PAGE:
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Posts Tagged ‘wild west’

I have a small confession to make – I have never seen Oklahoma! before.  Not the film version starring Gordon McRae, or any other stage production.  My basic knowledge of the story was that it had a character named Curly, who Hugh Jackman once played on Broadway, and that it was a musical featuring cowboys.  I knew a couple of the songs of course, but beyond that…nothing.

However, I do enjoy musical theatre and there seemed to be a lot of buzz about the current production, so I decided to buy tickets, and it ended up exceeding all my expectations.

The basic story revolves around cowboy Curly and a young lady named Laurey (played by Ashley Day and Charlotte Wakefield respectively), who despite acting with hostility towards each other, clearly are very attracted, but first there is the little matter of creepy farmhand Jud (Nic Greenshields), who wants Laurey for himself.

Meanwhile, Will Parker (played by the wonderful James O’Connell) really wants to marry Ado Annie (the equally delightful Lucy May Barker), but has to contend with his rival Ali Hakim (Gary Wilmot), a charming but irresponsible pedlar), who unwillingly finds himself engaged to Annie.

Watching over all the proceedings is the wise and weary Aunt Eller (Belinda Lang), who is a sort of wise-cracking, plain-speaking mother hen to all the younger characters.

I can honestly say that none of the performers put a foot wrong, literally or figuratively.  Day and Wakefield both had beautiful voices and great chemistry together.  Their duet of People Will Say We’re In Love, was fantastic, and Day’s opening song, Oh What a Beautiful Mornin’! was the perfect way to start the show.

Wilmot provided a lot of humour and was ideal for the role of Ali Hakim, and Lang was fantastic – perfectly cast – if virtually unrecognisable – as Aunt Eller.

My two favourite performances of the show came from O’Connell and Barker – the story between Will and Annie captivated me as much as the main story between Curly and Laurey, and O’Connell and the ensemble cast’s performance of Kansas City was a real highlight, with some energetic and wonderfully choreographed dancing, and terrific vocal performances.  I also loved the Act 2 opening number, The Farmer and the Cowhand should be friends.  Additionally, Barker really made the most of Annie’s song, I Cain’t Say No, which was lots of fun.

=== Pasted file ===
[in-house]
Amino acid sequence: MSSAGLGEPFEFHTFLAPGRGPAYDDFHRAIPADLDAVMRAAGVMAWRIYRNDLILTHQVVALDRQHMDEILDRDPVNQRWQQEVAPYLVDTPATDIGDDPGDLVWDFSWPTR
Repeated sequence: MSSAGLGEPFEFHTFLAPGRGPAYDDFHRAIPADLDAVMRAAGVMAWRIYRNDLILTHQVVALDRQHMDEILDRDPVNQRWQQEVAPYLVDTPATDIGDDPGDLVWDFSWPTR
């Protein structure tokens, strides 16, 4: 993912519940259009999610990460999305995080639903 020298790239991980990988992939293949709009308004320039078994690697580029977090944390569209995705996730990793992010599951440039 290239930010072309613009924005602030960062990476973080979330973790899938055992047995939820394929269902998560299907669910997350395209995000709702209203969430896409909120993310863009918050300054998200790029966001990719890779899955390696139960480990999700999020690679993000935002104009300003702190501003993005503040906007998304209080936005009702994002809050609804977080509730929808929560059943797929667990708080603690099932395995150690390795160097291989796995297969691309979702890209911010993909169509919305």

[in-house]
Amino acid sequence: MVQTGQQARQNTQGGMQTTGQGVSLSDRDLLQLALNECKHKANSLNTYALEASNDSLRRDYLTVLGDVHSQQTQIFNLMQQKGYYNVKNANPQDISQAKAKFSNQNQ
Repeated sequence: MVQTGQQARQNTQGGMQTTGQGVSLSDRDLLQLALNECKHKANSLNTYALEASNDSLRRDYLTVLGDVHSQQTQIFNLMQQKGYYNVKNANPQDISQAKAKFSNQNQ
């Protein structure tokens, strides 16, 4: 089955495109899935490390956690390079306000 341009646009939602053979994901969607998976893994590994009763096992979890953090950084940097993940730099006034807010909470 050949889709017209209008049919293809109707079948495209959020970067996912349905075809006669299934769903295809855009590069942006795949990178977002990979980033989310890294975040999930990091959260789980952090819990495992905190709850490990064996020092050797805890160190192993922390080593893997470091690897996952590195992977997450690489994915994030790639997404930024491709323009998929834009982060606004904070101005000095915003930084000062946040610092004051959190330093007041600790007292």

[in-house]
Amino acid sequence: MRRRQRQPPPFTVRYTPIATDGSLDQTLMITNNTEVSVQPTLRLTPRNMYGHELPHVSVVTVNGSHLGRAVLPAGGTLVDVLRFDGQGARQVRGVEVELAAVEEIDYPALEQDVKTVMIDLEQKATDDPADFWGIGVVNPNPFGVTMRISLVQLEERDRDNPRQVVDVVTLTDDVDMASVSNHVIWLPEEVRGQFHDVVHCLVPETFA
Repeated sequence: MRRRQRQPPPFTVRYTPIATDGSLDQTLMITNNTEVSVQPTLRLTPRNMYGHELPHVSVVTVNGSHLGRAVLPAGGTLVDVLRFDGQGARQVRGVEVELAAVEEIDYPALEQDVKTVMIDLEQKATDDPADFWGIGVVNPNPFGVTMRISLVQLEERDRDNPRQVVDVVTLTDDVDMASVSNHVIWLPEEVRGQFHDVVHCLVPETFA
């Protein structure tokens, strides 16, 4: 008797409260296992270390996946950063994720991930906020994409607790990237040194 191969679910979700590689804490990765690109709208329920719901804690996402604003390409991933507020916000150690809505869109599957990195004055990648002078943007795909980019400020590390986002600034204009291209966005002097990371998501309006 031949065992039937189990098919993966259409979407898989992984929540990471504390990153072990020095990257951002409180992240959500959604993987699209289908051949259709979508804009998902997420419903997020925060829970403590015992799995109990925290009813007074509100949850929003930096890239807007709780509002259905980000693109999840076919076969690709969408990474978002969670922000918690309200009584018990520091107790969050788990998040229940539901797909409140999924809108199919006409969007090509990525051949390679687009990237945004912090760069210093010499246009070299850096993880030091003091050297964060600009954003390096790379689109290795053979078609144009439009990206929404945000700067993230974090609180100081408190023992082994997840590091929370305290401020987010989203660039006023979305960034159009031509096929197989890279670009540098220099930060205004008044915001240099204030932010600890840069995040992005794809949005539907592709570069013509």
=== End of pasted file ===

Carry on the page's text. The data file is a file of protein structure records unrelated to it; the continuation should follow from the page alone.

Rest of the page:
I was a bit surprised by some of the darker parts of the story – for example, when Curly tries to encourage the intimidating and obsessive Jud to commit suicide.  The dream sequence also had a sinister undertone, but both scenes had some beautiful singing, and the latter also had some incredible dancing, which took the edge off.

A uniformly excellent ensemble cast – filled with incredibly talented singers and dancers – provided perfect support to the main characters, with everyone seeming to get their moment in the limelight during the amazing dance numbers.

The whole audience seemed to love this show, and it was easy to see why.  This performance is definitely an early contender for my favourite show of the year (yes I know it’s only March).  If you are a fan of musical theatre, don’t miss this production.

(For more information about this production, please click here.)

 

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In this delightful musical from 1946, Judy Garland plays Susan Bradley, a young woman from Ohio, travelling to a western town to marry a man she has only ever spoken to by post. On the train, she meets a group of young women who are planning to open a Harey House restaurant in the town. When she and her suitor realise that they are actually completely wrong for each other, she joins the Harvey girls…but the staff and customers of the nearby Alhambra saloon resent the presence of the restaurant. And further complications ensue when Susan finds herself drawn to Ned Trent (John Hodiak), the owner of the saloon…

Judy Garland starred in a number of hit movie musicals, probably most notably Meet Me In St Louis and The Wizard of Oz. The Harvey Girls is somehow often overlooked, and that’s a shame because it really is a lovely, funny and sweet film from MGM, the studio that produced all the best musicals of the era. Garland is perfectly cast as Susan Bradley, a young woman with grit and determination, and no shortage of humour! John Hodiak is handsome and charismatic as the man who she falls for despite herself. It’s also worth mentioning that some great supporting roles are played by Angela Lansbury, Cyd Charisse and Virginia O’Brien (although O’Brien seems to disappear halfway through the film; this was due to her real life pregnancy). Some of the songs are terrific, and there is a real sense of joy permeating through the film.  And if you like fabulous dancing, check out Ray Bolger’s incredible dance – the energy and choreography is amazing.

The ending, when it comes, is no great surprise – but how often is anyone surprised by the ending of romantic comedy musical?! And in any event, any other ending would have not felt right.

If you like musicals and haven’t seen this one yet, I’d definitely recommend that you do so. Garland looks stunning, and plays her role with aplomb; the supporting cast are great; the whole thing is colourful and cheerful – it’s well worth a watch!

Year of release: 1946

Director: George Sidney

Writers: Samuel Hopkins Adams (book), Eleanore Griffin, William Rankin, Edmund Beloin, Nathaniel Curtis, Harry Crane, James O’Hanlon, Samson Raphaelson, Kay Van Riper

Main cast: Judy Garland, John Hodiak, Angela Lansbury, Cyd Charisse, Virginia O’Brien

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